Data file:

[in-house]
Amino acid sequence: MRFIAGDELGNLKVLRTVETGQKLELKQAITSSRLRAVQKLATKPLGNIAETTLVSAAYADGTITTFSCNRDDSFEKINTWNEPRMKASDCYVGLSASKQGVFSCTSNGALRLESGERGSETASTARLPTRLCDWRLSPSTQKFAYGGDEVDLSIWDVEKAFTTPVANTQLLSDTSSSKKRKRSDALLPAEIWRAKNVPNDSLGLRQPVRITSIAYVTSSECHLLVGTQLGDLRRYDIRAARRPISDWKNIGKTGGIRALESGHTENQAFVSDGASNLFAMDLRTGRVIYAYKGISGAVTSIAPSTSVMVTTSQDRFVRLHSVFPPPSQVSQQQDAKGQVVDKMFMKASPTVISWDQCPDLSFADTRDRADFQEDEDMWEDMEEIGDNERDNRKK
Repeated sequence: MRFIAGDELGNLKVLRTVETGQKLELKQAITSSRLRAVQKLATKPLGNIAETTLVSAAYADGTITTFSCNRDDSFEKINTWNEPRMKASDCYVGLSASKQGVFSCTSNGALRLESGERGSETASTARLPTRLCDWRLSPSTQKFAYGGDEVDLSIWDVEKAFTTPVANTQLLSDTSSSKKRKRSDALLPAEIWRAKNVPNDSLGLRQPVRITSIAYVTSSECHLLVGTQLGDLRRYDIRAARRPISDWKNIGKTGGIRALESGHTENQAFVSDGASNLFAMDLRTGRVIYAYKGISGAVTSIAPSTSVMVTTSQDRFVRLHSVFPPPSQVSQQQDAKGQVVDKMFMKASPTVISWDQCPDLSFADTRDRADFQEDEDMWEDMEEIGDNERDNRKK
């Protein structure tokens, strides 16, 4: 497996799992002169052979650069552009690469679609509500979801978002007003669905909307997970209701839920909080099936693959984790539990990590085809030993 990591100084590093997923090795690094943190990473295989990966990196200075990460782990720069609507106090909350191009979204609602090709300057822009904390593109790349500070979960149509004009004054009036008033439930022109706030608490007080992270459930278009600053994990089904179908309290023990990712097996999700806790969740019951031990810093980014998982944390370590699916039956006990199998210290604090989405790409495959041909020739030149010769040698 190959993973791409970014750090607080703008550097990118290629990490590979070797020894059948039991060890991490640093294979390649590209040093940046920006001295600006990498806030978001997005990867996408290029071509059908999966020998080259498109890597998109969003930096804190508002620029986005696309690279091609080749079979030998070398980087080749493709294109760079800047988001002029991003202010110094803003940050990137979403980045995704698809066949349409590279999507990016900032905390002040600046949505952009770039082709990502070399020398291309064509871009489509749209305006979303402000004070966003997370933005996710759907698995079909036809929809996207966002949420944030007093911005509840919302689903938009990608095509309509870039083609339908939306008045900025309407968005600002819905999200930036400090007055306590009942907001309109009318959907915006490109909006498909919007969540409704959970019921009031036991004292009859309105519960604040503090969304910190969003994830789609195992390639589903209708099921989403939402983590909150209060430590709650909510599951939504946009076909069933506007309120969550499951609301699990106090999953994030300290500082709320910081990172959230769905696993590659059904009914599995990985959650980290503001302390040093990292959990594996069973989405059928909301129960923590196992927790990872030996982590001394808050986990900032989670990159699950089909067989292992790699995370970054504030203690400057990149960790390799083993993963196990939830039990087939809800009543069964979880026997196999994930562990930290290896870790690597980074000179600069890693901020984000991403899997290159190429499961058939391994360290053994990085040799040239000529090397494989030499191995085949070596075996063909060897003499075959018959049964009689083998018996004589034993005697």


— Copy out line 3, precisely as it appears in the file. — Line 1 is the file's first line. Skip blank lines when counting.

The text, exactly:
Repeated sequence: MRFIAGDELGNLKVLRTVETGQKLELKQAITSSRLRAVQKLATKPLGNIAETTLVSAAYADGTITTFSCNRDDSFEKINTWNEPRMKASDCYVGLSASKQGVFSCTSNGALRLESGERGSETASTARLPTRLCDWRLSPSTQKFAYGGDEVDLSIWDVEKAFTTPVANTQLLSDTSSSKKRKRSDALLPAEIWRAKNVPNDSLGLRQPVRITSIAYVTSSECHLLVGTQLGDLRRYDIRAARRPISDWKNIGKTGGIRALESGHTENQAFVSDGASNLFAMDLRTGRVIYAYKGISGAVTSIAPSTSVMVTTSQDRFVRLHSVFPPPSQVSQQQDAKGQVVDKMFMKASPTVISWDQCPDLSFADTRDRADFQEDEDMWEDMEEIGDNERDNRKK